The International Fastener Expo or IFE — the largest fastener B2B event in North America — has been an annual event since 1981. This year marked my first visit to the show, which welcomed more than 5,000 attendees from more than 30 countries, from September 17 to 19, at the Mandalay Bay conference hall in Las Vegas.
According to the event organizers, 77% of attendees agree that the expo is a “must attend” event, thanks to its comprehensive coverage of the fastener industry and more than 850 exhibiting companies. This year’s show did not disappoint.
Although I’m new to the fastener industry, I’ve spent more than a decade as an editor for renewables and am familiar with the significance of industrial components. Take the wind-power industry, for example, where towers, nacelles, gearboxes, and other components, are held together with bolts. Given the harsh conditions that wind turbines face, however (from wind, weather, heat, and vibration), the reliability of a joint it typically compromised by bolt fatigue or corrosion.
This means quality and durability is a must for turbine manufacturers — as is the case in many other industries. A walk through the trade show floor at IFE last week proved how dedicated manufacturers and suppliers are in providing high-quality components and services. It also presented a full range of sectors, including construction, automotive, aerospace, machinery, and others. There were displays of electronic fasteners, specialty tooling products, power tools, special application fasteners, and much more.
Here are three things I learned:
1. “Made in the USA” is strong. I was under the false assumption that much of the manufacturing of fasteners was done overseas. Although there’s truth to that statement, the U.S. is home to far more manufacturers than I expected. Aside from the high standards local manufacturers must meet, most offer customized products unavailable elsewhere.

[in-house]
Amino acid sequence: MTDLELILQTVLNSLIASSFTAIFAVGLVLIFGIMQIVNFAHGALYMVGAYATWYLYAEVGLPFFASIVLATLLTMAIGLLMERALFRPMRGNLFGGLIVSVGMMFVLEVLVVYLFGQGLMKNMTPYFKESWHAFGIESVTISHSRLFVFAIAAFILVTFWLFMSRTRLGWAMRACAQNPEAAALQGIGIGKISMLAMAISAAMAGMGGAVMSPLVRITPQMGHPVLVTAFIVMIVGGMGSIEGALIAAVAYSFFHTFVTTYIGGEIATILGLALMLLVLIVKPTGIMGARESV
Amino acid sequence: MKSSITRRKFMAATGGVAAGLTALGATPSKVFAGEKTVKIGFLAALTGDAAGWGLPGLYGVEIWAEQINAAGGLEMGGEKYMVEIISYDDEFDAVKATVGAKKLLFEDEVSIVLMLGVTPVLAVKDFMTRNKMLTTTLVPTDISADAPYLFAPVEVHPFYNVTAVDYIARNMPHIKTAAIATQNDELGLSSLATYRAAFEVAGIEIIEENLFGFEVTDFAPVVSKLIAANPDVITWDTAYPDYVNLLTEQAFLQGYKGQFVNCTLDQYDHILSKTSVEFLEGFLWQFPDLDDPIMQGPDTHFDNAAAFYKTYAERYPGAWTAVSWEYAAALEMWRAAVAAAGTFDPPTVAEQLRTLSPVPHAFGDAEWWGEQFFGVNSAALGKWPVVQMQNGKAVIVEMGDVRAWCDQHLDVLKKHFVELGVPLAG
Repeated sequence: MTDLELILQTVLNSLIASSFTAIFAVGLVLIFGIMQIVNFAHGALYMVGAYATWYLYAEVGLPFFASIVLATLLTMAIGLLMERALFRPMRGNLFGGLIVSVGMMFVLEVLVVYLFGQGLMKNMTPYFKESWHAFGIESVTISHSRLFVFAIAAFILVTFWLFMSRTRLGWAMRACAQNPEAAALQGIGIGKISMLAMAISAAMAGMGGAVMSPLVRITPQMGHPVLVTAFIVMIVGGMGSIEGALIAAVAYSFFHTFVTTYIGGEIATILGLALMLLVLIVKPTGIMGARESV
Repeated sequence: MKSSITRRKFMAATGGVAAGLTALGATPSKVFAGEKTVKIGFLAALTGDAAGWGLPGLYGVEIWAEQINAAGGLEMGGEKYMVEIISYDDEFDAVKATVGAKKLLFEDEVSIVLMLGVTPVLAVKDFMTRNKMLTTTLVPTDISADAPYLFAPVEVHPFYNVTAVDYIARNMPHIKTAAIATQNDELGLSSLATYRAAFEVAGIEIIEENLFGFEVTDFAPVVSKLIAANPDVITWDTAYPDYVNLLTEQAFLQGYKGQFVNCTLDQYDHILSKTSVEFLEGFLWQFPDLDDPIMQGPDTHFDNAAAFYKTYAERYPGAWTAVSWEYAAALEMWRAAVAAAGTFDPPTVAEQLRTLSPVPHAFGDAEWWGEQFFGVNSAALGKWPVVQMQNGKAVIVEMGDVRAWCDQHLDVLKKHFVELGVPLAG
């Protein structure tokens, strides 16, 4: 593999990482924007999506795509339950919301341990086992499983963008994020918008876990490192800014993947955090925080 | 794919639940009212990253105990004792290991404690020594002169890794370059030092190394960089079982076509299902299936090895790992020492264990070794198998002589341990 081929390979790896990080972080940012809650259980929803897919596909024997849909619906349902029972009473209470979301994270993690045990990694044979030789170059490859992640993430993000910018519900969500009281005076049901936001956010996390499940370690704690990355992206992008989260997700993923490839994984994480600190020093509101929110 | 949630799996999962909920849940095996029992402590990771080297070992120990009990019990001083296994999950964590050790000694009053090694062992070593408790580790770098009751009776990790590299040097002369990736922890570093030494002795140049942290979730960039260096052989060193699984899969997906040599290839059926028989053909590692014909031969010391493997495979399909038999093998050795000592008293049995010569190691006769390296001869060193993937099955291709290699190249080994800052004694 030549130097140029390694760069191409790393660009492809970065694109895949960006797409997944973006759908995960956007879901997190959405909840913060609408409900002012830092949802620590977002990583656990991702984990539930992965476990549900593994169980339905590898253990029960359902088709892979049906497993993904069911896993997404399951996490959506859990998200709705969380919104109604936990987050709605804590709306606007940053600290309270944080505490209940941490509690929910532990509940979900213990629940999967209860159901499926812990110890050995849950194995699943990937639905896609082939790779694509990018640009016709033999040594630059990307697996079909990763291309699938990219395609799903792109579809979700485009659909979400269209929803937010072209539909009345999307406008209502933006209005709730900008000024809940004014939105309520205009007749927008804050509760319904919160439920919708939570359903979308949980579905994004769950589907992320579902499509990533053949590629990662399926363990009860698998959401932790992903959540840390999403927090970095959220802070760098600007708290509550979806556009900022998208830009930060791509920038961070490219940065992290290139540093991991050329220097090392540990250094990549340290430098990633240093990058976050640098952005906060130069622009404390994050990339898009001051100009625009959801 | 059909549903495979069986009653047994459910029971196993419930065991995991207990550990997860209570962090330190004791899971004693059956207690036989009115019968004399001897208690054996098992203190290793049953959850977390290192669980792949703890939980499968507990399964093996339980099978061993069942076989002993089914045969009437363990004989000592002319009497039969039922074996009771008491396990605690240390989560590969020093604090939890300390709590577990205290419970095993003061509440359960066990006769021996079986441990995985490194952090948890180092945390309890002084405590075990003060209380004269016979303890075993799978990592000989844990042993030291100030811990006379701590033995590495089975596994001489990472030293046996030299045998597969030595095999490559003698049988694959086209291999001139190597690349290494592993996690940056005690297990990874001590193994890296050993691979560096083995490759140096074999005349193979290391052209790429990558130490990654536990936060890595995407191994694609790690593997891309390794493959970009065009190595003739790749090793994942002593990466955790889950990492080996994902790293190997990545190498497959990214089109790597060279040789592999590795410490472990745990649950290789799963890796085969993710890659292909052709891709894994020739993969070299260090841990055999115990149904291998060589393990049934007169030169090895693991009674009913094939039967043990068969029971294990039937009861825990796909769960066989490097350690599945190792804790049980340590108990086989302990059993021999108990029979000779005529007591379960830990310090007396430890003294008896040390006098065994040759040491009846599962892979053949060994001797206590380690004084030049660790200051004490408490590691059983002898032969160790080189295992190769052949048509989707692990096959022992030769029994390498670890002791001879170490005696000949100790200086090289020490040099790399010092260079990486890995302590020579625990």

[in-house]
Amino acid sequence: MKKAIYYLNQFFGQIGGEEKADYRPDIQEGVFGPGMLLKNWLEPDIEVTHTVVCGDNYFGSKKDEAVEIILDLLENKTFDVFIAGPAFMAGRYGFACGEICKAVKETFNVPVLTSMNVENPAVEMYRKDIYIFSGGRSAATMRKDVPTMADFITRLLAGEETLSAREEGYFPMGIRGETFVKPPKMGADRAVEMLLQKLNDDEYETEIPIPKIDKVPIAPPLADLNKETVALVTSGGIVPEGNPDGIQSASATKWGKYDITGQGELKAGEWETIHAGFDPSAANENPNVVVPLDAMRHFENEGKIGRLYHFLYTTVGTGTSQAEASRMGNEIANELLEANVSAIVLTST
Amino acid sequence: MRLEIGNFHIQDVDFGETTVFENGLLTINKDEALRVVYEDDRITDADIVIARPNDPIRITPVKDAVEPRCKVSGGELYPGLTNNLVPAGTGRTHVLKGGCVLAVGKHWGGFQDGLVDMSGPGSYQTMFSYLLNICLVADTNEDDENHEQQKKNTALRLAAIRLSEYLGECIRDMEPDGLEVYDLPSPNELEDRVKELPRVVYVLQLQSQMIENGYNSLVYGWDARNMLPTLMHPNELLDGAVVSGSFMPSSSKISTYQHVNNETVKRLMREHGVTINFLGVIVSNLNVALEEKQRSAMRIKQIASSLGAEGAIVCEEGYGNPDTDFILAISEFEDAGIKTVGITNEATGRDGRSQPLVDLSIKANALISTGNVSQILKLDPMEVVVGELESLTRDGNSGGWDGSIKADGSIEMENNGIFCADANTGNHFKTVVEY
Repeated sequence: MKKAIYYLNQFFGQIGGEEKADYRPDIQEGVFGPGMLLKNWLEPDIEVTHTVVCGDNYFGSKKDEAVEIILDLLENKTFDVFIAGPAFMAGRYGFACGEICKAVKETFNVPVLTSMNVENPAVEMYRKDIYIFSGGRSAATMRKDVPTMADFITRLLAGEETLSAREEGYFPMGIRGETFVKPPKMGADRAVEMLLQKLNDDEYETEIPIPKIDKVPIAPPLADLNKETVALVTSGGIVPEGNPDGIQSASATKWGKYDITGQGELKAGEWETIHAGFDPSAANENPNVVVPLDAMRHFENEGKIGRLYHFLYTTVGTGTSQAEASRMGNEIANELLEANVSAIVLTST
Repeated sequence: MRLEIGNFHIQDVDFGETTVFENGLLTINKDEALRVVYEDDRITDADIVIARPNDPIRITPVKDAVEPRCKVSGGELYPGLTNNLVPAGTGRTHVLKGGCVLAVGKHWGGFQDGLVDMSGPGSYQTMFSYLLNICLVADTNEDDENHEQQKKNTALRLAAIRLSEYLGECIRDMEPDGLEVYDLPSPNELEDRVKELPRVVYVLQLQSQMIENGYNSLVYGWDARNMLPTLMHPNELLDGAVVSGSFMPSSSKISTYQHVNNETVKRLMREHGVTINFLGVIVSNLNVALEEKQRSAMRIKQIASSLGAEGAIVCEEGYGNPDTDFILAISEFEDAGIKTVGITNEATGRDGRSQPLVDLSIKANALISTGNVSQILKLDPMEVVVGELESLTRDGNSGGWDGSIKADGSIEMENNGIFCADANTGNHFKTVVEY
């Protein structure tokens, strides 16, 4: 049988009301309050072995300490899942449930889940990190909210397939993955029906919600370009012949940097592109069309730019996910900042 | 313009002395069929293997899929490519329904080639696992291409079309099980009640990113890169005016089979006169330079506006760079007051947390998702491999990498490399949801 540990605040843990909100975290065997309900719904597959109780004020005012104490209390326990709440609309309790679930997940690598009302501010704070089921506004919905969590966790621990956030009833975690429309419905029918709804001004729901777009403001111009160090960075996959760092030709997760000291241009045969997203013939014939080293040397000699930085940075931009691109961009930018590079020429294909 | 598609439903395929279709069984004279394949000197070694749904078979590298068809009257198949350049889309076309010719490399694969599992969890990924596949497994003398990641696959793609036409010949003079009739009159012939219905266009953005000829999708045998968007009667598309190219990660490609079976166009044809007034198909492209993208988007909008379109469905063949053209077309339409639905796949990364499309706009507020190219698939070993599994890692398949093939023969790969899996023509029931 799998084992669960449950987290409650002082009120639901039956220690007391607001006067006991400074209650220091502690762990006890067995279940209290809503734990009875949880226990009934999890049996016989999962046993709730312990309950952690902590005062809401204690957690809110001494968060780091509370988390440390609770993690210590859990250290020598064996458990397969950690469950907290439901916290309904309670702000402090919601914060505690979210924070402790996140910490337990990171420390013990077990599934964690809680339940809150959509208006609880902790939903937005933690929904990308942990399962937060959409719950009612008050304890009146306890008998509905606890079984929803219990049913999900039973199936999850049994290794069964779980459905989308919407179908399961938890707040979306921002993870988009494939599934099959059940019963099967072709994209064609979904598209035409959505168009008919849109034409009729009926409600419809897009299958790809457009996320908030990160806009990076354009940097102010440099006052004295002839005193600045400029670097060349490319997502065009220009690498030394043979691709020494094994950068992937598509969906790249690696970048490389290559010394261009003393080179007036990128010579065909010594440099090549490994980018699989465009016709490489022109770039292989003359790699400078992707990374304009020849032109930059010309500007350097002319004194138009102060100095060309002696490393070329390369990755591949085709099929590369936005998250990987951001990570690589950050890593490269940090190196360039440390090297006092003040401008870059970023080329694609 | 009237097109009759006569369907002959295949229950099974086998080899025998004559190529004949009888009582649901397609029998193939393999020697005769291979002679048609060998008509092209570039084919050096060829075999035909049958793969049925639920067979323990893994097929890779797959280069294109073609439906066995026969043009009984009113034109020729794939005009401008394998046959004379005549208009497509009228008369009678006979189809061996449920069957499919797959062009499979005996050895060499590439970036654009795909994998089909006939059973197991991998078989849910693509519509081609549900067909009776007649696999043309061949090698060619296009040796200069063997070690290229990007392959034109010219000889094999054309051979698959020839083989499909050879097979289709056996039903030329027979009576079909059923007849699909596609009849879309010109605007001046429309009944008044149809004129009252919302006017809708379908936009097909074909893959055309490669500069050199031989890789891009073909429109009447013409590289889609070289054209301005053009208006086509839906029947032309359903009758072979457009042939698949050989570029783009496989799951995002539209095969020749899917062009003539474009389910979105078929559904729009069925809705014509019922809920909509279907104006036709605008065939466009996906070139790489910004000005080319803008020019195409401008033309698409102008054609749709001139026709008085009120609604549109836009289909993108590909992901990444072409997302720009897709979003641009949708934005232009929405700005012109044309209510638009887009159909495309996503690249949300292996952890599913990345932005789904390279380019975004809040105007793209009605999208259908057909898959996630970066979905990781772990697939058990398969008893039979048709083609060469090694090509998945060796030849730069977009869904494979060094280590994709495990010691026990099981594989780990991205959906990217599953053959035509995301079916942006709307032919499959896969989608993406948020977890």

Case-in-point: Accurate Manufactured Products Group, a family business that began in 1987, is a U.S. manufacturer of hard-to-find, custom, and architectural fasteners.
A few other manufacturers include: MKT Fastening, which says it’s the only company in the world manufacturing American-made plastic, mechanical, and chemical injection anchoring systems; Brynolf Manufacturing Company, a manufacturer of cold-headed standards and special fasteners; B&G Manufacturing, which provides precision parts to clients, worldwide; and Crescent Manufacturing, which supplies miniature screws and miniature fasteners to distributors, internationally.
2. Security is key. Theft and vandalism occur in every industry, and the fastener sector is no exception. Fortunately, tamper-resistant fasteners exist.
However, according to Bryce Fasteners (also a U.S. manufacturer), the typical tamper-proof security screws that are on the market today are unreliable and fail to guarantee security. The company offers patented and exclusive fasteners that are unavailable in stores.
Secure bolting is also significant for safety and equipment reliability. For example, Nord-Lock , a partner for secure bolting, says it designed the original wedge-locking technology — which secures bolted joints, even when exposed to severe vibration and dynamic loads.
This means it is impossible for its product to unintentionally loosen. I had the chance to try the bolt lock at Nord-Lock’s booth — and it works!
3. Women are in fasteners. Women in the Fastener Industry (WIFI) is celebrating 10 years in 2019! WIFI began on LinkedIn to connect women in the industry and, a decade later, continues to educate, mentor, unite, and encourage women’s involvement through programs, webinars, scholarships, and events.
“The most visible sign that WIFI is strong and growing is the explosion of pink in recent years and industry trade shows,” stated Ruth Dowling Coffman, president, Ningbo Jinding Fastening Piece USA.
Kudos to WIFI and all of the exceptional women in the fasteners industry!
If you have important news or insight to share, please email me:
Michelle Froese | fasteners @ wtwhmedia.com